Weekly Magazine

NEW THIS WEEK

YOUTH MUSIC MONTEREY concert on Zoom with piano soloist Bryan Kim and Danko Druško conducting the Junior Youth and Honors Orchestras on Sunday afternoon. INSIDE ANDY WARHOL (see Warhol’s blue Beethoven above) webinar by Carol Marquart on Sunday. ENSEMBLE MONTEREY archival concert. FOR DETAILS AND LINKS, CLICK HERE

THREE NEW FANFARES FOR BIDEN

THE US MARINE BAND performed at Wednesday’s inauguration. This is Peter Boyer’s.

VIRTUAL INAUGURATION CONCERT

RENÉE FLEMING leads a cast from the Washington National Opera. PS Keep your ears and eyes open for mezzo-soprano Rehanna Thelwell after her stunning performance of Gene Scheer’s American Anthem. SM

 

‘FROM HALL TO HOME’

SAN FRANCISCO SYMPHONY new streaming service. Click HERE

LETTERS

I SAW “I’m so Excited” (Tony Coates’ dance video on last week’s Weekly Magazine) three times tonight and will probably see it a few more times tomorrow. Every time I look, I find more delight. Thank you for bringing this wealth of entertainment to us all. In these very dark times, it’s a reminder to embrace joy and live our best lives. It’s all we can really do. ~Layne Littlepage, Carmel

THE HEALER

THE JANUARY 29–30 PREMIERE of The Healer, a new quartet for four women choreographed by Katerina Wong of RAWdance, will include livestream screenings of the performance, a presentation by a healing practitioner, and a moderated talk with artists involved in the project. The conversations with the online audience are led by Yutian Wong, an author and professor of dance in the School of Theatre & Dance at San Francisco State University.

PUTTING VIDEOS TOGETHER WITH MUSIC

LOVERS OF FAMILIAR MUSIC frequently resent the ‘distraction.’ Click HERE

THE HYPERTRAGIC NOTCH

I MUST CONFESS that when I saw this name I imagined a Dutch fast-food drive-through. Therefore, apologies to this outstanding Canadian composer here represented by two new CD releases. Born to a Jewish family in 1959 in Amsterdam, he began to study music at age three. But upon moving to Canada got a “real” job as a cardiac surgeon in Vancouver. Having gained fame for his medical practice he decided to return to music, specifically to become a classical composer. His two chamber symphonies, the first performed by Ensemble Caprice directed by Matthias Maute and titled Remember to Forget, the second by Orchestre Métropolitain de Montréal under Vincent de Kort titled Children’s War Diaries, are programmatic. Remember to Forget, in two movements and lasting about 17 minutes, is described as “both a chamber symphony and an opera without words, inspired by a biography of one of the great composers of our time, György Ligeti.” Each movement is a clearly laid out narrative tone poem divided into several short sections. The grim first movement begins with A Train to Death and ends with Returning to Home No Longer There. The second begins with A Train to Life and ends with The Third Train. It contains quotes from Bach’s Christmas Oratorio and a Yiddish folk song. Hamburger’s mastery of musical resources is both familiar and surprising, just what you want in composers of new music. The 15-minute Chamber Symphony No. 2 is based wordlessly on five diaries of children who did not survive the Holocaust, dating respectively from the years 1940 to 1945. In the 1944 movement voices are heard, or synthesized. At the end of the 1945 movement, a choral outcry suggests the end of the war. Hamburger has the wind instruments play bending notes adding even more colors to his orchestration. On the other CD, the 22-minute piano concerto, in three movements, gets even more unpredictable. Once again Vincent de Kort’s orchestra does the honors with soloist Assaff Weisman. The first movement, beginning with bells and winds and Mahlerian horn calls, is all orchestral, rising to a climax, until at last the piano quietly appears alone during the last minute of its five minutes duration. Then comes the longer Molto allegro, a propulsive romp between solo and orchestra, including sirens in the manner of George Antheil and Edgar Varèse, and quiet solos on string instruments and percussion and a large solo cadenza for the piano followed by a goodly rip of a finish. Longer still is the final Molto adagio, which broods and growls while the piano goes for a long, measured walk with ominous punctuations and ends with a sigh. All these performances, on the Leaf Music label, were recordied in Montréal in 2019. SM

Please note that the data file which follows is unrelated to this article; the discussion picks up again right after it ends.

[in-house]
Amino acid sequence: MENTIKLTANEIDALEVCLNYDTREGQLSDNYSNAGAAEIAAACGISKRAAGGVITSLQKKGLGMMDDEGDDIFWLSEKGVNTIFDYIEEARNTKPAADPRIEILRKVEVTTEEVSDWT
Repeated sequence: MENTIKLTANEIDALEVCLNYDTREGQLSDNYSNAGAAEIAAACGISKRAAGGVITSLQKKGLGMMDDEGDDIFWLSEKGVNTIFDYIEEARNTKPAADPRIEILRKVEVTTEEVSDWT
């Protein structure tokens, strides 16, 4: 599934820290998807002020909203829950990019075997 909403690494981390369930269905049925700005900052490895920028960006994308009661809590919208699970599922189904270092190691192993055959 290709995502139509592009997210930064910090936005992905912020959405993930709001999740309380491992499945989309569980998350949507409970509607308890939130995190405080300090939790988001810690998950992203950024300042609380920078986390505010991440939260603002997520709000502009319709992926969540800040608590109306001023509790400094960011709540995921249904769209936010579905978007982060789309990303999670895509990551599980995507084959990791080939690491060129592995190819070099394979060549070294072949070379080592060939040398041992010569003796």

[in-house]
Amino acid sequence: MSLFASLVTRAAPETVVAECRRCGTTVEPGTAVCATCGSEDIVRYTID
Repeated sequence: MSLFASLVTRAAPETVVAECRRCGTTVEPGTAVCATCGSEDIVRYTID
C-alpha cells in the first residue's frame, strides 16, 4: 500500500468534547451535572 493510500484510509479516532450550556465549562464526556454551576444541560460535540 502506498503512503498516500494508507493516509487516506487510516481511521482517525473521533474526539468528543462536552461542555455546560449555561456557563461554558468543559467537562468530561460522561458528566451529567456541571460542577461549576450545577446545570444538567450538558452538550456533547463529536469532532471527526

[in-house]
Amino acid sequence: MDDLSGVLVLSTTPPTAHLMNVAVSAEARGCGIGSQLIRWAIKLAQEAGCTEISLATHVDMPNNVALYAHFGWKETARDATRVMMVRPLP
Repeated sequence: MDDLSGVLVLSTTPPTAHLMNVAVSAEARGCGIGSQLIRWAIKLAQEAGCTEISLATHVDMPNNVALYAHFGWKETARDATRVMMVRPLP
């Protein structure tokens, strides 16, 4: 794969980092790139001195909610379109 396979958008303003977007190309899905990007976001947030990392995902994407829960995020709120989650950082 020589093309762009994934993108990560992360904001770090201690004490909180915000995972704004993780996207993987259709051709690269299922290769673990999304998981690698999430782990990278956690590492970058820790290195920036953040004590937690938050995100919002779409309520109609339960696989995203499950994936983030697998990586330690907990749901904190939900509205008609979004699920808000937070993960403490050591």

CRISTIAN MĂCELARU CONCERT IN PARIS

CABRILLO FEST music director conducts l’Orchestre national de France last week including a violin concerto by Pascal Zavaro with gifted soloist Julia Fischer. Click HERE

MAUREEN McGOVERN’S SIGNATURE

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Scott MacClelland, editor; Rebecca CR Brooks, associate editor